Shelach 2021 Rabbi Moshe Goodman, Kollel Ohr Shlomo, Hebron בס"ד
Discover the Holy Presence in Our Holy Land
And He Came to Hebron
The Torah was given in forty days, and the spies in this parsha were sent for forty days. Our Sages also teach that the soul enters the embryo forty days from conception. We may say that just as the forty days were needed for the spiritual “gestation” in the case of the Tablets of the covenant of the Torah, so too forty days were needed for the spiritual “gestation” in the case of Israel’s developing their spiritual bonds to the Holy Land.
In both cases of “gestation,” the Giving of the Torah and Israel’s “bonding” to the Holy Land in this parsha, the initial result was, unfortunately, a “miscarriage,” Israel sinned in the Sin of the Calf which caused the breaking of the Tablets of the Torah, and, in this parsha, Israel sinned in the Sin of the Spies, causing their entrance to the Land to be delayed by forty years and other dire consequences.
Nevertheless, in both cases, a “rectification” is reached in another period of forty days, in the case of the Second Tablets, or forty years, in the case of Israel’s entrance and settlement of the Land after this period. We mentioned before that the book of Shir Hashirim can be a metaphor not only for the relationship between Hashem and Israel, as husband and wife, but can also be a metaphor for the relationship between Israel, the “husband” and the Holy Land, the “wife.” Not only this, but we can draw a connection between these two metaphors. Our Sages teach that Hashem does not enter the supernal Temple above till Israel enters the earthly Temple below. The Kabbalists explain that “entering” here refers to a Divine union. In this analogy, the “supernal Temple” above may refer to the “place” or concept of the Holy Presence above called the Assembly of Israel, i.e., the “soul”/internal essence of Israel associated with Holy Presence. In this analogy, this “supernal union” indicates Hashem’s union with Israel, the first metaphor we mentioned hinted to in Shir Hashirim. Indeed, the Giving of the Torah we mentioned is indicative of Hashem’s unity with Israel, as Torah represents the Covenant between Hashem and Israel. However, Israel’s entrance within the earthly Temple is indicative of the second metaphor we mentioned in Shir Hashirim: Israel is the “husband,” and the Holy Land is the “wife,” as the entire Land of Israel is called the House of Hashem, i.e., an extension of the Temple (Hulin 92a). In this context, Israel’s entrance and settlement of the Holy Land and Temple are the “lower union.” Therefore, we may say, according to our Sages teaching that the actual “supernal union,” indicated through the Torah, is only reached when first the “lower union” is reached, i.e. entrance and settlement of the Holy Land and Temple (see Hagiga 5 – “once Israel were exiled from the Land there is no greater nullification of Torah than that.”)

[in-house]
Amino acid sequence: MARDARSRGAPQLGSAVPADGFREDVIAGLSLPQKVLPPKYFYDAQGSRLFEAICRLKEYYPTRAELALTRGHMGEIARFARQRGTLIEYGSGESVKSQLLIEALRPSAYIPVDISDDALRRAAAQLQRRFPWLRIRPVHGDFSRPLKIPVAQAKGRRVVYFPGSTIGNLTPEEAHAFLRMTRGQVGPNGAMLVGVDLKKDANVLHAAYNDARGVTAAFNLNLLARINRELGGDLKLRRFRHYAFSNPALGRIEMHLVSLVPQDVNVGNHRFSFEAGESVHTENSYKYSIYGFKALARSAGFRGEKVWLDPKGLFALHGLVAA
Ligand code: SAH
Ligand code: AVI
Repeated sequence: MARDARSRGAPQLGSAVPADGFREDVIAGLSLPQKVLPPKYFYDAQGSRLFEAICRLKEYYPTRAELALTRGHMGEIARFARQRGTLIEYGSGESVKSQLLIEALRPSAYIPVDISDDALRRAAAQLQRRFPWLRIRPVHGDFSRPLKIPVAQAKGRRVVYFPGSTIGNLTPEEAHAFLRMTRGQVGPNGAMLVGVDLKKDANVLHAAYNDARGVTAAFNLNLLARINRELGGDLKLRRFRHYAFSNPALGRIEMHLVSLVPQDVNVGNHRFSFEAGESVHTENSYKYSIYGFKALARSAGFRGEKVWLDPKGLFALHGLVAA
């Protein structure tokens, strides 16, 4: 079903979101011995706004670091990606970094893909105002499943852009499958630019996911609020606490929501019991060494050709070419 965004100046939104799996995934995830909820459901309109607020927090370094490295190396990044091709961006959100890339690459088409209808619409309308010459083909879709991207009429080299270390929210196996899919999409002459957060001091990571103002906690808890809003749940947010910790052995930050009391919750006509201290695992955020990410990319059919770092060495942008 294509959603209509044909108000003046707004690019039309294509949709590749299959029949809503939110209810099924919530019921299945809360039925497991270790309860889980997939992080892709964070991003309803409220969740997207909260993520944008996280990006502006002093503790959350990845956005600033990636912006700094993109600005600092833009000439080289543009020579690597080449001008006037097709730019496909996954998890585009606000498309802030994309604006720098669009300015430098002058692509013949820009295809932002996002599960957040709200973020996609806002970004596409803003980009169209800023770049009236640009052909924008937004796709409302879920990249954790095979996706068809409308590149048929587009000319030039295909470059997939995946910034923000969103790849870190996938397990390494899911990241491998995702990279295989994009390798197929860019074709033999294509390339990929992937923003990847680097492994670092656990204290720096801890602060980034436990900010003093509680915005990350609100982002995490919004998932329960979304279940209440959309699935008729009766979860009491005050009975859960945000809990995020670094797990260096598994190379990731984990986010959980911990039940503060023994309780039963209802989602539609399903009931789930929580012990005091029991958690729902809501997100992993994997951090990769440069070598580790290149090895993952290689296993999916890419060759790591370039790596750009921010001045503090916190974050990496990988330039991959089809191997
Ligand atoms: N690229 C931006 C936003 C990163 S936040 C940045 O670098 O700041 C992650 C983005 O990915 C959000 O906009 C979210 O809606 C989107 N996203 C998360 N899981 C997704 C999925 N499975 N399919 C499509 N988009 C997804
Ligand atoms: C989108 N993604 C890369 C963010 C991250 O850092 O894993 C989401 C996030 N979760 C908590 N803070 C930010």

It seems from this parsha that a forty-day/year process is not the only means of rectifying our unity with the Holy Land. Kalev entered Hebron, the City of Unity (haber=hibur-unity) with our Holy Land, and was thereby saved from the sin of the spies, allowing him to enter and settle the Holy Land. Indeed, another name for Hebron is Kiryat Arba, the city of “four.” The Tikunei Zohar says that from Hebron will emanate a “four-part” song. The Tikunei Zohar also states that there are ten types of songs. If we multiply these ten songs by their “four parts,” then we yet again reach the number forty, the number of physical and spiritual initial “gestation” as we just explained. About this song, the Tikunei Zohar states: “At that time (the end of days), the three Patriarchs will adjoin with might, and teruah, shevarim, and tekiah will be sounded, and with them, the “the earth will shake,” and this will be in the “end of days,” and all these miracles will be in the Land of Israel, for there is located Hebron where the Patriarchs are buried” (Tikunei Zohar 13:28b).
Real Stories from the Holy Land:
“On my way to Hebron, I was waiting for the mini-van designated by the Jewish Community of Hebron to take people to Hebron. Meanwhile, one person stopped to take me although I made no sign that I was seeking a ride. In appreciation of this kind overture, I felt I should not refuse their offer even though I planned to take the designated ride straight to my destination. Afterward, I inquired why it seemed that the mini-van was late. It “turns out” that the mini-van took a different route that day than usual, and therefore I would have not found that mini-van that day where I had expected…” (M.A.)